Bulls Step Aside

 | May 16, 2013 | 4:20 PM EDT  | Comments
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Stock quotes in this article:

himx

,

egle

,

spwr

It has been a while since we have had a late-day selloff but poor economic news and chatter about the Fed "tapering" finally pushed the bulls aside for a little while. Downside has been so rare lately that the relatively minor pullback felt worse than it looked. In the bigger scheme of things, it hardly was a blip on the screen but it was refreshing to finally break the pattern of unending upside.

This is just the fourth down day for the S&P 500 since April 18 so it really doesn't do anything to damage the uptrend, but the bears are so desperate for anything they are going to seize on this and make is sound like more than it really was.

I view a day like this as more of a positive than a negative. It is what happens in normal markets and allows stocks to consolidate and set up again. Folks need a reason to take profits and a down day is always a good excuse.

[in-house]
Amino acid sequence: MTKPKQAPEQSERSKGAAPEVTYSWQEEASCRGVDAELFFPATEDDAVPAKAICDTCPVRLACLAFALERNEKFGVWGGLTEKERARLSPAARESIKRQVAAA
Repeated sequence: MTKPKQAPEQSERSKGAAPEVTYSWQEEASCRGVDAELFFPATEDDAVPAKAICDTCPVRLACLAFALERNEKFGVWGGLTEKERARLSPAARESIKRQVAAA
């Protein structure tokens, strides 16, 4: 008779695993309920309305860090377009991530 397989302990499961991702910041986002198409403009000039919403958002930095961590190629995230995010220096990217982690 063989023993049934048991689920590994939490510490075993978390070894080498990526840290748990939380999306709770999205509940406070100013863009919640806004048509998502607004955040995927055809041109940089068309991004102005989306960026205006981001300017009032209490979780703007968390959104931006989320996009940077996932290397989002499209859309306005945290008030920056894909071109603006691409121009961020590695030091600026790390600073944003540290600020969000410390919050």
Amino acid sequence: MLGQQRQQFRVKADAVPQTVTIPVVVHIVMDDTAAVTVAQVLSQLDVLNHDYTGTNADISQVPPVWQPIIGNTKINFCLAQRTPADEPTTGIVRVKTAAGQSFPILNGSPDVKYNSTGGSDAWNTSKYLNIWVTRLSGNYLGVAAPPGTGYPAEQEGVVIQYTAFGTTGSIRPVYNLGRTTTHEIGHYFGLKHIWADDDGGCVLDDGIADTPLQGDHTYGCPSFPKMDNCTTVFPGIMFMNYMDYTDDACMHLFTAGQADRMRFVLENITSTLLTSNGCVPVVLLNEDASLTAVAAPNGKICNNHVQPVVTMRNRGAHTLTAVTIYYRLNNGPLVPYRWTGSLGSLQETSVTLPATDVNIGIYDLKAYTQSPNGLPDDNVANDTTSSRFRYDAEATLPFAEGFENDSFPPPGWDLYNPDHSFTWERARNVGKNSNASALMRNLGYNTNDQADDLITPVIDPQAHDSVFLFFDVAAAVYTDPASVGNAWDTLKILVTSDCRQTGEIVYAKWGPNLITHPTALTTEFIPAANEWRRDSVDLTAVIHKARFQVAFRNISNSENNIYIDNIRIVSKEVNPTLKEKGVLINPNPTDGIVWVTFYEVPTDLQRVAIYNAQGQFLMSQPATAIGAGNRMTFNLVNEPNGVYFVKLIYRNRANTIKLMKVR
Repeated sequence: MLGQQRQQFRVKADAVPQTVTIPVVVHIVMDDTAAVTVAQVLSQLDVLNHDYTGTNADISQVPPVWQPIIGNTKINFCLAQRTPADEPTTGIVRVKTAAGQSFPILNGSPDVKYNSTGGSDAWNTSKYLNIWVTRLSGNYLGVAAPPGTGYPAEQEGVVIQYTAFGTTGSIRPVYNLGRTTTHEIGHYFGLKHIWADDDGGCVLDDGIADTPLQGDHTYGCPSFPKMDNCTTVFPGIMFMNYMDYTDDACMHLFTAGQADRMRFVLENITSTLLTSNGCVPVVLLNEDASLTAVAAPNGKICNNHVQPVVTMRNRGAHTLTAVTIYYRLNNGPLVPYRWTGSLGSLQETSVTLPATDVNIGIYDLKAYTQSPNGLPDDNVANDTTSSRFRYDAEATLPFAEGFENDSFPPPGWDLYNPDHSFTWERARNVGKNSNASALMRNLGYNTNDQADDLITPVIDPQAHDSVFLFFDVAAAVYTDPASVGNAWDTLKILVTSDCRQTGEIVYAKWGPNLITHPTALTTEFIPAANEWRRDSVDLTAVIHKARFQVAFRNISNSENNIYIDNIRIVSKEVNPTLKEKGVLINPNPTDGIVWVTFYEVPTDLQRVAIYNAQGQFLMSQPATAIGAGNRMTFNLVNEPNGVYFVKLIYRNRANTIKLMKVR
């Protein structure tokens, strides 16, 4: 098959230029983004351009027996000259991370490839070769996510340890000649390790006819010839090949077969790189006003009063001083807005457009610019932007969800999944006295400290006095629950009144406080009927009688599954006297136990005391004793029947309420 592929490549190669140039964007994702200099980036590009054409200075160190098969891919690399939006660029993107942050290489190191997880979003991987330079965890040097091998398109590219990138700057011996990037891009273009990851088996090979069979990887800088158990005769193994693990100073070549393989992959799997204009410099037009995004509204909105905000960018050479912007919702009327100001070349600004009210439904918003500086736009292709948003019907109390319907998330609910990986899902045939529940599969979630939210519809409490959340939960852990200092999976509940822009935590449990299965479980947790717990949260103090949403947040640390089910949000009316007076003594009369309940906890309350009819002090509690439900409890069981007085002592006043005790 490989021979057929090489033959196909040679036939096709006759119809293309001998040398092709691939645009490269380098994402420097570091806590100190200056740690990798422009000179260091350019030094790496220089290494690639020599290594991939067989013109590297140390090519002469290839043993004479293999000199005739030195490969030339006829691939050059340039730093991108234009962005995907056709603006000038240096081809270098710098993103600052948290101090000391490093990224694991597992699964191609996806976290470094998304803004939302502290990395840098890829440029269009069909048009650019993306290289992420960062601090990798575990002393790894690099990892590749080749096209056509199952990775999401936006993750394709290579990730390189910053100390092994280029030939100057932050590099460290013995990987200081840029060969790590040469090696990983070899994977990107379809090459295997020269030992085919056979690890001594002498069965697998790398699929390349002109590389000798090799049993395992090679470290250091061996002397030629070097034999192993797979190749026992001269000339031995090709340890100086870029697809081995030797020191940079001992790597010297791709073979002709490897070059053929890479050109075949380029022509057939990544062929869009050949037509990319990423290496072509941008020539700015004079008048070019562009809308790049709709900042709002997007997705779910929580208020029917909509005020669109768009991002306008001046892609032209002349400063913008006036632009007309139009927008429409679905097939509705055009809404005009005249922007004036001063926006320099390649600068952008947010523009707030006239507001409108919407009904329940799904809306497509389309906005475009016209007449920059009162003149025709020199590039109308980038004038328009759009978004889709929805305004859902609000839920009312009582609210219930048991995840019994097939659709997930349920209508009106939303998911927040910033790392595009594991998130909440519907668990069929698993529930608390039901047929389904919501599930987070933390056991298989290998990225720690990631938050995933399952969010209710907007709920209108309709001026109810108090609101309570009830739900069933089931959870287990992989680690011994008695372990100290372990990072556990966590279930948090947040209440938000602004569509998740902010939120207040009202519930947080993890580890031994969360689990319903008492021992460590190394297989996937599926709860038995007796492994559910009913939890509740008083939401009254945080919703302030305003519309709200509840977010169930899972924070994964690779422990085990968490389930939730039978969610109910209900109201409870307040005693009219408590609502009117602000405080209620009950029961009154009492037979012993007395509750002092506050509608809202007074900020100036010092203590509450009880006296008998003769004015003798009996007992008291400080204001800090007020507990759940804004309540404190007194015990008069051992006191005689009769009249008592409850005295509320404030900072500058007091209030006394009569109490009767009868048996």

It isn't a bad idea to tighten stops, especially if you have profits to protect. I wouldn't be in any hurry to join the top-callers after just one day of weakness but it never hurts to take gains and look for better entry points.

Bears will need downside follow-through if they are going to be taken seriously, but that has only happened once in the last two months and set the stage for the huge run we've just had.

Have a good evening. I'll see you tomorrow.


May 16, 2013 | 1:53 PM EDT